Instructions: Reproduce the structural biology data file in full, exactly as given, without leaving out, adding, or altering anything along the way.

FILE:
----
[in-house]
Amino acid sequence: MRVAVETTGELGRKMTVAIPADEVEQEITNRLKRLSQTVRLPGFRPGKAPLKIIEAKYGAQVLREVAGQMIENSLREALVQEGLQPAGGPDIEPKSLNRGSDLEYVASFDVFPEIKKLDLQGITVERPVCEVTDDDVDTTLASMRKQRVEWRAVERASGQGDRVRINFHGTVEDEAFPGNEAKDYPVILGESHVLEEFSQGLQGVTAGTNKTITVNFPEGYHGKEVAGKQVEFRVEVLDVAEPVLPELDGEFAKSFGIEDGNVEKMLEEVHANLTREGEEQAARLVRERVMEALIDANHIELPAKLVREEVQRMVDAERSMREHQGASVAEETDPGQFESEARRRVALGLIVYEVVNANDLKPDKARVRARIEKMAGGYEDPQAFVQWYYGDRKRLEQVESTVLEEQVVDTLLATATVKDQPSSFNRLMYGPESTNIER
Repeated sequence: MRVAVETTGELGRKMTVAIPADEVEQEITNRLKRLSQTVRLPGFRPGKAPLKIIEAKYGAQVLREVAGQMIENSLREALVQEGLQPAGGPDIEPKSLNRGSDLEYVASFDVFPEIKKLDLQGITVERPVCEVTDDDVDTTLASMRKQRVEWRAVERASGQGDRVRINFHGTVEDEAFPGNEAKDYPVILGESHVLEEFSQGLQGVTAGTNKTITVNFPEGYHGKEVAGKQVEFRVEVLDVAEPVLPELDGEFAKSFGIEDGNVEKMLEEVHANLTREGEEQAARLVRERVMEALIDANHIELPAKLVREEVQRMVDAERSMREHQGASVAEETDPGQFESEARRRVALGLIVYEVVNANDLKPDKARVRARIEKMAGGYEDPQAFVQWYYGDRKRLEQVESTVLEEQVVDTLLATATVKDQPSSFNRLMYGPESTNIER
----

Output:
[in-house]
Amino acid sequence: MRVAVETTGELGRKMTVAIPADEVEQEITNRLKRLSQTVRLPGFRPGKAPLKIIEAKYGAQVLREVAGQMIENSLREALVQEGLQPAGGPDIEPKSLNRGSDLEYVASFDVFPEIKKLDLQGITVERPVCEVTDDDVDTTLASMRKQRVEWRAVERASGQGDRVRINFHGTVEDEAFPGNEAKDYPVILGESHVLEEFSQGLQGVTAGTNKTITVNFPEGYHGKEVAGKQVEFRVEVLDVAEPVLPELDGEFAKSFGIEDGNVEKMLEEVHANLTREGEEQAARLVRERVMEALIDANHIELPAKLVREEVQRMVDAERSMREHQGASVAEETDPGQFESEARRRVALGLIVYEVVNANDLKPDKARVRARIEKMAGGYEDPQAFVQWYYGDRKRLEQVESTVLEEQVVDTLLATATVKDQPSSFNRLMYGPESTNIER
Repeated sequence: MRVAVETTGELGRKMTVAIPADEVEQEITNRLKRLSQTVRLPGFRPGKAPLKIIEAKYGAQVLREVAGQMIENSLREALVQEGLQPAGGPDIEPKSLNRGSDLEYVASFDVFPEIKKLDLQGITVERPVCEVTDDDVDTTLASMRKQRVEWRAVERASGQGDRVRINFHGTVEDEAFPGNEAKDYPVILGESHVLEEFSQGLQGVTAGTNKTITVNFPEGYHGKEVAGKQVEFRVEVLDVAEPVLPELDGEFAKSFGIEDGNVEKMLEEVHANLTREGEEQAARLVRERVMEALIDANHIELPAKLVREEVQRMVDAERSMREHQGASVAEETDPGQFESEARRRVALGLIVYEVVNANDLKPDKARVRARIEKMAGGYEDPQAFVQWYYGDRKRLEQVESTVLEEQVVDTLLATATVKDQPSSFNRLMYGPESTNIER